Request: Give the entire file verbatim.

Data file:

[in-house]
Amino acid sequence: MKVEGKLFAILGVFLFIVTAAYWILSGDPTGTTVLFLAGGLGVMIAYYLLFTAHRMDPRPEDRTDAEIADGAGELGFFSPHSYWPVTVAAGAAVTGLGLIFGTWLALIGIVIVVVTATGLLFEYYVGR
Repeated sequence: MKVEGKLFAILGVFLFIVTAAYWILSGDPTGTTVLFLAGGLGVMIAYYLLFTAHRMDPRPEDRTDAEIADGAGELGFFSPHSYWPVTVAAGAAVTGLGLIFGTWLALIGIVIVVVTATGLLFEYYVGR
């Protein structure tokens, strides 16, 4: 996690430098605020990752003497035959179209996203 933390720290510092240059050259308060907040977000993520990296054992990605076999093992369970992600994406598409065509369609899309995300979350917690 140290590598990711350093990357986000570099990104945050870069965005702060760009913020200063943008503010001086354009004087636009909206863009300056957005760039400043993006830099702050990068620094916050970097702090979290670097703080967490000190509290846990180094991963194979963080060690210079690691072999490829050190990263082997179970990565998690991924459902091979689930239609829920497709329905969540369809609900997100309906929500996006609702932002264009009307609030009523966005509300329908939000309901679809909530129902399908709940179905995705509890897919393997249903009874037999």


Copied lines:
[in-house]
Amino acid sequence: MKVEGKLFAILGVFLFIVTAAYWILSGDPTGTTVLFLAGGLGVMIAYYLLFTAHRMDPRPEDRTDAEIADGAGELGFFSPHSYWPVTVAAGAAVTGLGLIFGTWLALIGIVIVVVTATGLLFEYYVGR
Repeated sequence: MKVEGKLFAILGVFLFIVTAAYWILSGDPTGTTVLFLAGGLGVMIAYYLLFTAHRMDPRPEDRTDAEIADGAGELGFFSPHSYWPVTVAAGAAVTGLGLIFGTWLALIGIVIVVVTATGLLFEYYVGR
């Protein structure tokens, strides 16, 4: 996690430098605020990752003497035959179209996203 933390720290510092240059050259308060907040977000993520990296054992990605076999093992369970992600994406598409065509369609899309995300979350917690 140290590598990711350093990357986000570099990104945050870069965005702060760009913020200063943008503010001086354009004087636009909206863009300056957005760039400043993006830099702050990068620094916050970097702090979290670097703080967490000190509290846990180094991963194979963080060690210079690691072999490829050190990263082997179970990565998690991924459902091979689930239609829920497709329905969540369809609900997100309906929500996006609702932002264009009307609030009523966005509300329908939000309901679809909530129902399908709940179905995705509890897919393997249903009874037999």